Powers of the Labour Court in South Africa

In this essay I intend, in my introduction, to give a brief background on the labour relations of South Africa before 1948. Obviously this will pertain to labour related issues. I will then deal with the history of South African labour laws before the Wiehahn Commission in 1979, recommendations of Wiehahn Commission, reflect on the reasons behind the introduction of an industrial court, workplace forums, bargaining councils, Commission for Concillitiation, Mediation and Arbitration (C. C. M.A), the powers of the Labour Court and Labour Appeal Court, and jurisdiction of the Labour Court.

In conclusion, I will focus on the impact of South African politics on our labour relations, and then give recommendations as to how the status quo can be ameliorated. INTRODUCTION It is important to note that in the interest of fair labour practices, the labour court which is a superior court that has authority, had to be established. This is because today's employees demand equality, transparency and autonomy in their work.

In September 1917, the Industrial Workers of Africa (I.W. W. ) which was the first African union in South African history was formed for the "salvation of the workers and to abolish the capitalist system, to fight for their rights and benefits" (Van der Walt, 2003:1). He continues to point out that millions of workers, who were now tired of continual betrayals by worker's parties and elected politicians, joined revolutionary trade unions that were committed to direct action and the replacement of capitalism and the state by workers' control of production between the 1890's and the 1930's.

Apartheid as a system of racial segregation, domination and oppression characterised the South African political policy throughout the second half of the 20th century (1948-1994). Its aim was to maintain social, economic and political division, which in a way, was designed to safeguard white power, wealth and superior status. Until it was eradicated with the democratic elections in 1994, apartheid was dominant in South African political life, facilitating the unjust and ruthless exploitation of African labour.

According to More (2003:1), "today's employees demand their rights as employees and want to be recognized and rewarded for their contributions in the workplace. They prefer to be consulted rather than instructed because they are aware of their worth. The employees, whose demands are either unrealistic nor unreasonable, want to be appreciated and treated as individuals and not as another irreplaceable member of the workforce".

One believes that it is on this basis that an independent judicial structure should be established, to safeguard the interests of both the employer and employee, to instill a sense of responsibility, accountability and fairness in their mutual relations. 1. HISTORY OF SOUTH AFRICAN LABOUR LAWS . (i) Before 1948: According to Kittner; Korner-Damman & Schunk (1989:3), South Africa's industrial development began in the second half of the nineteenth century with large diamond and gold discoveries.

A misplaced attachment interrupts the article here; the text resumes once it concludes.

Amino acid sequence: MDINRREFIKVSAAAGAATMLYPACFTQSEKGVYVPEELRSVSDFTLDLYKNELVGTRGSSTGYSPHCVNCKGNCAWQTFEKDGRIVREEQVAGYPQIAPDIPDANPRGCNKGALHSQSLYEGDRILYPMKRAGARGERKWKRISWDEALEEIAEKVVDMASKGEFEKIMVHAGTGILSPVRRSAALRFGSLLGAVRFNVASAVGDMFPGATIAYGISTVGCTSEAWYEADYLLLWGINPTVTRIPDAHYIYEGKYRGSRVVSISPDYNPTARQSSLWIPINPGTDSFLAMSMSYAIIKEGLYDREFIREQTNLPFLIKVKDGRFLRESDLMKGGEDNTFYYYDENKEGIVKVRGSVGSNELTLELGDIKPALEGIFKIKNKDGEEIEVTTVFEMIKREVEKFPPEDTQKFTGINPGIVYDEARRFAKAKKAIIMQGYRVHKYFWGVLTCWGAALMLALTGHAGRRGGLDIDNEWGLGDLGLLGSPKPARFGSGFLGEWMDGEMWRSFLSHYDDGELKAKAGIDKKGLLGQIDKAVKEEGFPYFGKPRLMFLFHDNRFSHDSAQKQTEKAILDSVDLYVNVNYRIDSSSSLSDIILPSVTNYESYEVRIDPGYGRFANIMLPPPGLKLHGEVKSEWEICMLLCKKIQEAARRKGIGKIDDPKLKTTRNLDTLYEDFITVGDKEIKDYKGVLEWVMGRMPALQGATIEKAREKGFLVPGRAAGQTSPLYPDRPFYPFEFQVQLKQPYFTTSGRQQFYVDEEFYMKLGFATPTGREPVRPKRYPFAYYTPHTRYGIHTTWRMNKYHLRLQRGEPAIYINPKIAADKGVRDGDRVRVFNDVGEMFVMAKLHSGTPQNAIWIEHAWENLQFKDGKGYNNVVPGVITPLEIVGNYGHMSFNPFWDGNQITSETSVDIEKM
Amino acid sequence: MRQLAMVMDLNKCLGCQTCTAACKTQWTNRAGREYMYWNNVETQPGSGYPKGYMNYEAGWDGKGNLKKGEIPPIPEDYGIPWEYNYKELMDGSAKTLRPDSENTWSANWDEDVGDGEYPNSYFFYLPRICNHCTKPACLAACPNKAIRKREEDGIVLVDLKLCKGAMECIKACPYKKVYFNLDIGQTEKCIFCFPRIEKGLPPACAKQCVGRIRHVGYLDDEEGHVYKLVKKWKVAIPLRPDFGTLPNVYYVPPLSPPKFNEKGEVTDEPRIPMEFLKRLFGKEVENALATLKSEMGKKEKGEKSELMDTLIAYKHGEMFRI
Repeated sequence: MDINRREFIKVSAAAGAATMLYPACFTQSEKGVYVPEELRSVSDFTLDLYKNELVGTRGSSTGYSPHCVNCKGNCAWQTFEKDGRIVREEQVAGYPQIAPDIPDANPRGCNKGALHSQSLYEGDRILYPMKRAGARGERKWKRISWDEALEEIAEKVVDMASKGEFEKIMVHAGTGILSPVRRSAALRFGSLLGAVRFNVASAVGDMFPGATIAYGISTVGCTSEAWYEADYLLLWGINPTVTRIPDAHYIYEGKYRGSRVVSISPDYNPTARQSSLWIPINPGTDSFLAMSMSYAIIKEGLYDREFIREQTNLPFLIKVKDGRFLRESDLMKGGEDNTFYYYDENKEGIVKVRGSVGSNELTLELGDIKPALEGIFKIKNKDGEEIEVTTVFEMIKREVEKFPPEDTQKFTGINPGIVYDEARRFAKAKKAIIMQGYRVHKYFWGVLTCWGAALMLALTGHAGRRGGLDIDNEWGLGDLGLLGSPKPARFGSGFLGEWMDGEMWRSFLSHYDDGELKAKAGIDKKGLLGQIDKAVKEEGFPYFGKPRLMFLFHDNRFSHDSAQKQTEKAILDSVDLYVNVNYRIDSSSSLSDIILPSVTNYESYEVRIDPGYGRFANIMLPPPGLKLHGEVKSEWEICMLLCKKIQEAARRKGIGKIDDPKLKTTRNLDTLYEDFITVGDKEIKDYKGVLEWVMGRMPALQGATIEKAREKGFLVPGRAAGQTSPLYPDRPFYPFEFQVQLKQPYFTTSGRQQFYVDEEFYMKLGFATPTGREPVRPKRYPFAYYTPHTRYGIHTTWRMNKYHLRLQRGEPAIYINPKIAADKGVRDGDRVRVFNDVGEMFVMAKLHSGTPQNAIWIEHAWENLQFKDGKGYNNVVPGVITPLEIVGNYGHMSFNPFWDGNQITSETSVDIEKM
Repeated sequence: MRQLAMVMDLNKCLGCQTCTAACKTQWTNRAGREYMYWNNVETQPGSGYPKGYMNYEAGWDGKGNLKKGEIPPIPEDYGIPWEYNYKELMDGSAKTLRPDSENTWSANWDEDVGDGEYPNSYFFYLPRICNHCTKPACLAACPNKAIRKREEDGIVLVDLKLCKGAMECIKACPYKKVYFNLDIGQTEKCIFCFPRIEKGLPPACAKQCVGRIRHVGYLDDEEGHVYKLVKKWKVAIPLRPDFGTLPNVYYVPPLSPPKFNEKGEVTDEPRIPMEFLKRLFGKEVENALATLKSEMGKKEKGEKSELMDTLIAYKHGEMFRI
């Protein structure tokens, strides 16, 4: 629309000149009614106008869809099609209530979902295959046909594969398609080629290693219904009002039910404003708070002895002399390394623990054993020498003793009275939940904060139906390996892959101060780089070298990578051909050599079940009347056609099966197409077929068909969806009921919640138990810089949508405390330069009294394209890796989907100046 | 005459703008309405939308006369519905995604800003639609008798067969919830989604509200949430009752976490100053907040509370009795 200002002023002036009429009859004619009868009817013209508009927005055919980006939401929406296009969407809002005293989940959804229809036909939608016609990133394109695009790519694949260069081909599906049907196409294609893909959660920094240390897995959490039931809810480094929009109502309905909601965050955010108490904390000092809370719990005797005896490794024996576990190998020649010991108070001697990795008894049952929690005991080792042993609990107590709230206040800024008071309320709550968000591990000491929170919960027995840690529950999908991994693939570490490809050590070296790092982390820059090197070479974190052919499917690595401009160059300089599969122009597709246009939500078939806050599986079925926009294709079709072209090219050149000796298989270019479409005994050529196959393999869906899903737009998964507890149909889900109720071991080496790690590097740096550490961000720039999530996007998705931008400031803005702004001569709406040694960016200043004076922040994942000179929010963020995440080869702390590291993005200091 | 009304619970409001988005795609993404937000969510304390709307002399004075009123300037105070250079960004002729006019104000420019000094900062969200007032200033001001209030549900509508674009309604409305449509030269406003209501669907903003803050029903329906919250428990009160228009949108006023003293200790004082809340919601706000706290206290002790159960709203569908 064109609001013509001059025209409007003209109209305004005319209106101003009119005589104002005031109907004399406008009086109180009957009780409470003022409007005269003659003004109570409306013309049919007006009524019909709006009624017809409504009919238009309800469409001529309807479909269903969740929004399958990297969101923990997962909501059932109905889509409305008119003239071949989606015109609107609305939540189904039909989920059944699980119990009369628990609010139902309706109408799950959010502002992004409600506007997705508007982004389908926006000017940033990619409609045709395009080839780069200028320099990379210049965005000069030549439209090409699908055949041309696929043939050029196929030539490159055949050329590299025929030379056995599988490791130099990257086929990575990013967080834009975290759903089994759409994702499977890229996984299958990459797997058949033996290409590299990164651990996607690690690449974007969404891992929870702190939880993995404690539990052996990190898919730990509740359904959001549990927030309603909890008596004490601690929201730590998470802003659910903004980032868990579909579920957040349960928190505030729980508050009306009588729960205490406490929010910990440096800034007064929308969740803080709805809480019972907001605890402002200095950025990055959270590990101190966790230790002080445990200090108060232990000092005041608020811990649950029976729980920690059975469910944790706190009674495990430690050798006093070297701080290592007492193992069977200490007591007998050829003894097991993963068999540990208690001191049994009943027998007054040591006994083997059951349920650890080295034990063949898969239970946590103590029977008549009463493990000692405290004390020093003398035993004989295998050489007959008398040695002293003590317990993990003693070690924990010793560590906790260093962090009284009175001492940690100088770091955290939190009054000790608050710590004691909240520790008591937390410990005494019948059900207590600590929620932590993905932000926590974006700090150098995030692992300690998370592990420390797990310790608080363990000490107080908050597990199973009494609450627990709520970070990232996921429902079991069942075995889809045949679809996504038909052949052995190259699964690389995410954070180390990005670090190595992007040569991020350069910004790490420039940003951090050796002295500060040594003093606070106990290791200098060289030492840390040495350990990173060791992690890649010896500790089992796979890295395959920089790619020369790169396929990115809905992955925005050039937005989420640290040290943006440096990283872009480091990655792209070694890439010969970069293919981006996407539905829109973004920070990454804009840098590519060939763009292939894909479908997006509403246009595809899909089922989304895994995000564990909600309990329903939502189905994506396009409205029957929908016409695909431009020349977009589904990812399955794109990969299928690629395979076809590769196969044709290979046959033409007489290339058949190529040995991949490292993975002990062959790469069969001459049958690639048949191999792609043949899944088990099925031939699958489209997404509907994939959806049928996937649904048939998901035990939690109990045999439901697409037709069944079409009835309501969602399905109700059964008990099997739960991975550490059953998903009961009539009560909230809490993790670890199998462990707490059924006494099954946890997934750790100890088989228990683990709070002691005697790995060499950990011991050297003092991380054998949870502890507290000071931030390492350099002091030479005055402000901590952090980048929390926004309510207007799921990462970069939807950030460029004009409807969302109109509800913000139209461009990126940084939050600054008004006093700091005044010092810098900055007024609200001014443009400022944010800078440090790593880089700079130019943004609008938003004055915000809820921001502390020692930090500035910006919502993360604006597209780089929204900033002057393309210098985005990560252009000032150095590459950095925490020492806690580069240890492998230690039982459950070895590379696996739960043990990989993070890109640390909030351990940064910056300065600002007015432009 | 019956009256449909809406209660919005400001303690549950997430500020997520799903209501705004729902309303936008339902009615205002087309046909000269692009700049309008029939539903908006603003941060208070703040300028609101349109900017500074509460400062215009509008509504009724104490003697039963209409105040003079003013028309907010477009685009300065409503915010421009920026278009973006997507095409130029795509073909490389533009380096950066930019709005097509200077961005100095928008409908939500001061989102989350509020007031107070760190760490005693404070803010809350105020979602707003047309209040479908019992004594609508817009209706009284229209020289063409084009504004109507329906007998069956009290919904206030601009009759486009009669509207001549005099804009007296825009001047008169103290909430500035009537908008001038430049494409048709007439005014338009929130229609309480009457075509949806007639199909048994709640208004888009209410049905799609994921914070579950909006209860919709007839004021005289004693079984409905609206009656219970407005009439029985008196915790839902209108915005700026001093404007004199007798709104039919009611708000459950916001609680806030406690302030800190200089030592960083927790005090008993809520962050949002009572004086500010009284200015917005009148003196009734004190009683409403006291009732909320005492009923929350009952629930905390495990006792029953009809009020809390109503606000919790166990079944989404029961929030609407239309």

The skilled workers who were white emigrated to South Africa; from Europe; the United States and Australia, and on their arrival decided to form their own (white) trade unions, and blacks and Asian workers were not represented. It must be understood that these groups were not in competition with each other, and as a result there were no labour disputes. The migration of unskilled workers from the country to the cities at the end of the 19th century led to unrest between white and black workers.

The unrest happened as a result of the national labour legislation, after the foundation of the Republic of South Africa in 1910, above all in the Mines and Works Act, 1911, according to which certain jobs in the mining industry were reserved for whites (Kittner et al, 1989:3). This means that South African labour laws were designed to maintain white domination and to deny basic worker rights for non-whites. Calnitsky (2003;2) goes on to say that ministers and officials were given extensive and arbitrary powers regarding trade unions, minimum wages and conditions of employment and factory legislation.

A separation of races was also established in industrial relations. (ii)After 1948: According to Kittner et al (1989:4), even before 1948, the year in which the National Party assumed power, black workers had tried to form independent black unions, but that was all in vain because the government was hostile to them. In a nutshell, as a manifestation of apartheid, the legislator only recognized unions with members of one skin colour, and only allowed white and coloured unions to participate in the industrial councils.

According to More (2003:2) "during this period, labour legislation in South Africa promoted unequal access to training; skills development; salaries; promotions; etc". This means the white workers benefited from this legislation. Job reservation and influx control left blacks unable to fend for themselves and inadequately trained. In the 1950's there were three influential trade unions, i. e. , SACOL (exclusively white); TUCSA (white and coloured) and coloured union and temporarily black unions; and SACTU ( black union).

In 1956 the LRA courts, guided by their unfair labour practice jurisdiction, identified a variety of employment practices apart from dismissals, which they pronounced unfair. Kittner et al (1989:3) states that as a result of its affiliation to the ANC, it openly "confronted the apartheid system". Because of hostile laws, it was disbanded and continued its work in exile. Blacks started to organize a series of strikes in the 1970's. The Wiehahn Commission of Inquiry into labour was appointed in 1977 by the government and it recommended the removal of discriminatory labour practices.